The House Judiciary Committee this morning voted to hold former Bush adviser Karl Rove in contempt of Congress.
The vote, which broke down along party lines, wasn’t a surprise. Rove has refused all requests from the committee to appear and testify and ignored congressional subpoenas. Rep. John Conyers, the committee’s chairman, wants Rove to answer questions about the firing of nine U.S attorneys in 2006 by the Justice Department and whether the White House undly influenced prosecutorial decisions made by the department.
Rove has steadfastly claimed executive privilege, saying he cannot be compelled to offer testimony about advice he provided while in the White House and has denied any improper influence.
The committee’s ongoing probe gained some momentum this week following a report from DOJ’s Inspector General that detailed the efforts of former Justice staffer Monica Goodling to recruit attorneys that were sympatico with the Bush administration during Alberto Gonzales’ tenure as attorney general.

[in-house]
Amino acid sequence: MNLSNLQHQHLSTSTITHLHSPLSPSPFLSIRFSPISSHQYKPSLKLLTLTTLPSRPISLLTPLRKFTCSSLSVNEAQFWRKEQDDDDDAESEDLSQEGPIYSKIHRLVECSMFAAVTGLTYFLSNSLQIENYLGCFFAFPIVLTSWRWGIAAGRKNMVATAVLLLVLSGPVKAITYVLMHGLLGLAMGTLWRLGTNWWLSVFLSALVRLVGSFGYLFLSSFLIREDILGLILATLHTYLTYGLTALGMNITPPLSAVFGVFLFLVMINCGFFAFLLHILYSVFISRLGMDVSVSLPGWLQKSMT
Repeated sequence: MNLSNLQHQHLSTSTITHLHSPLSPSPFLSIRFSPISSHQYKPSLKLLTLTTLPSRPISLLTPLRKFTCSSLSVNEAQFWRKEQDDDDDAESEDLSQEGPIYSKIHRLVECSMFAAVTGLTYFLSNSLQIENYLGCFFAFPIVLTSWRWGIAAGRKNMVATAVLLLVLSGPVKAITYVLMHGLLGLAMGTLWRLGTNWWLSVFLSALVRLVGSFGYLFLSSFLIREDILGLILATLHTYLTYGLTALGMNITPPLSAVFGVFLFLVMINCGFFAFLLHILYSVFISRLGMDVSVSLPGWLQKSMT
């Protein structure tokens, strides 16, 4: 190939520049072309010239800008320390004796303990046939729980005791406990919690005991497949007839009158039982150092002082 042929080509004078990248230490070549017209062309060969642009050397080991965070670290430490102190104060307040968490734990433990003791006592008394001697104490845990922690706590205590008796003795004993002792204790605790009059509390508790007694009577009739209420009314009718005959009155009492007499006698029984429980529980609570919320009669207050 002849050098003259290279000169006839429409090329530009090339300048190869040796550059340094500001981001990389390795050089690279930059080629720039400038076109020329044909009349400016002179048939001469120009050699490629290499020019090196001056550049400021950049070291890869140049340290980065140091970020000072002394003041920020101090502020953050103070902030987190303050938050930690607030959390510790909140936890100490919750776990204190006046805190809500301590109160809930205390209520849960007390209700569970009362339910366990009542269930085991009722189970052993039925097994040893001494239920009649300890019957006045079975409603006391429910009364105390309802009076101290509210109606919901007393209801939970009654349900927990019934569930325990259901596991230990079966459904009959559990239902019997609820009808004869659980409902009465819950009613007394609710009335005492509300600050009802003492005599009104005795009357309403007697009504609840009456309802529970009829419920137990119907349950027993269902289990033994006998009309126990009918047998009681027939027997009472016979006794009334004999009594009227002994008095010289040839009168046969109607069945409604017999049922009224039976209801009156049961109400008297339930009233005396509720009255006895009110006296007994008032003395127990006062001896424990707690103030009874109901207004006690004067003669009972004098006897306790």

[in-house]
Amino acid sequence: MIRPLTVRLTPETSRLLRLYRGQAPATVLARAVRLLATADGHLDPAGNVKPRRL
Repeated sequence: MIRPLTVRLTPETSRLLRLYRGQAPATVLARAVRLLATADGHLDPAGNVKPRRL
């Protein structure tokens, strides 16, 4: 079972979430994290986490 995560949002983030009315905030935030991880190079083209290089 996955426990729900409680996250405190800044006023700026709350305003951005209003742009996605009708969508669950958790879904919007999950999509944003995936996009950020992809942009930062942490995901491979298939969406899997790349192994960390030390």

The resolution holding Rove in contempt will now go to the House floor for a vote. But even if the majority of the House agrees with the committee, it’s likely that will be the end of the matter. The resolution is referred to the U.S. attorney for the District of Columbia who decides whether to file charges against Rove.
Right now, that man is Jeffrey Taylor. Before he secured that job, he was a counsel to, you guessed it, Alberto Gonazales.
Maybe that’s why Rove didn’t seem to concerned about the vote. He attended at Washington Nationals game Tuesday night and appeared to be in high spirits.
The Senate Judiciary Committee Wednesday is holding a hearing that is examining the findings of the Inspector General’s report.
You can read a copy of the IG report here. (By the way, it is never good when your name is included in the title of the report, is it?)